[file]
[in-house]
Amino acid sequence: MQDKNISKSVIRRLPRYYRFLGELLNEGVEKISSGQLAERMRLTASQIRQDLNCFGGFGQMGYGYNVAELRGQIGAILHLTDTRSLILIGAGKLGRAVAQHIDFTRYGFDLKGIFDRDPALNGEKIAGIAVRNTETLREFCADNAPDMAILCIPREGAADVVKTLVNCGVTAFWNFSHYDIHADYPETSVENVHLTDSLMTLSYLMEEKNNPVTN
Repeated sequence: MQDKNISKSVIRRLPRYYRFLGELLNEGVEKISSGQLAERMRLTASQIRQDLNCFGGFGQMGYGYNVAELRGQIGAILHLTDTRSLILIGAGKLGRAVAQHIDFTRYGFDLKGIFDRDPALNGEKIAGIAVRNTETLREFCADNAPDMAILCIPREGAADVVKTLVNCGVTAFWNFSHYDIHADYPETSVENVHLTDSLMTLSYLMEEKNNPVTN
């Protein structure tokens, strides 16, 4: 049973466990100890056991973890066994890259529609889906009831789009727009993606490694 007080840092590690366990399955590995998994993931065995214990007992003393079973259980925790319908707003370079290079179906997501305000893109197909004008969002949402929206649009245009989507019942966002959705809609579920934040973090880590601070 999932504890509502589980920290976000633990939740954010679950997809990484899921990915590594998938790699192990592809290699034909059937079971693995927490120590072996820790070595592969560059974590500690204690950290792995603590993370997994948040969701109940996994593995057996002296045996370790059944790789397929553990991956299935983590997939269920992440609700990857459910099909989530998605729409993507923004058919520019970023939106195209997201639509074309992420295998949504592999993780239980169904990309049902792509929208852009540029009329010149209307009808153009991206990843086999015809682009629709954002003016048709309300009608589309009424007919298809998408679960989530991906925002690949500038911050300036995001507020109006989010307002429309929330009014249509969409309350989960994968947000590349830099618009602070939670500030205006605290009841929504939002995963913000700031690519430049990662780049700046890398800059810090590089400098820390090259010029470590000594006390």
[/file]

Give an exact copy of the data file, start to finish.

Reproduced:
[in-house]
Amino acid sequence: MQDKNISKSVIRRLPRYYRFLGELLNEGVEKISSGQLAERMRLTASQIRQDLNCFGGFGQMGYGYNVAELRGQIGAILHLTDTRSLILIGAGKLGRAVAQHIDFTRYGFDLKGIFDRDPALNGEKIAGIAVRNTETLREFCADNAPDMAILCIPREGAADVVKTLVNCGVTAFWNFSHYDIHADYPETSVENVHLTDSLMTLSYLMEEKNNPVTN
Repeated sequence: MQDKNISKSVIRRLPRYYRFLGELLNEGVEKISSGQLAERMRLTASQIRQDLNCFGGFGQMGYGYNVAELRGQIGAILHLTDTRSLILIGAGKLGRAVAQHIDFTRYGFDLKGIFDRDPALNGEKIAGIAVRNTETLREFCADNAPDMAILCIPREGAADVVKTLVNCGVTAFWNFSHYDIHADYPETSVENVHLTDSLMTLSYLMEEKNNPVTN
């Protein structure tokens, strides 16, 4: 049973466990100890056991973890066994890259529609889906009831789009727009993606490694 007080840092590690366990399955590995998994993931065995214990007992003393079973259980925790319908707003370079290079179906997501305000893109197909004008969002949402929206649009245009989507019942966002959705809609579920934040973090880590601070 999932504890509502589980920290976000633990939740954010679950997809990484899921990915590594998938790699192990592809290699034909059937079971693995927490120590072996820790070595592969560059974590500690204690950290792995603590993370997994948040969701109940996994593995057996002296045996370790059944790789397929553990991956299935983590997939269920992440609700990857459910099909989530998605729409993507923004058919520019970023939106195209997201639509074309992420295998949504592999993780239980169904990309049902792509929208852009540029009329010149209307009808153009991206990843086999015809682009629709954002003016048709309300009608589309009424007919298809998408679960989530991906925002690949500038911050300036995001507020109006989010307002429309929330009014249509969409309350989960994968947000590349830099618009602070939670500030205006605290009841929504939002995963913000700031690519430049990662780049700046890398800059810090590089400098820390090259010029470590000594006390």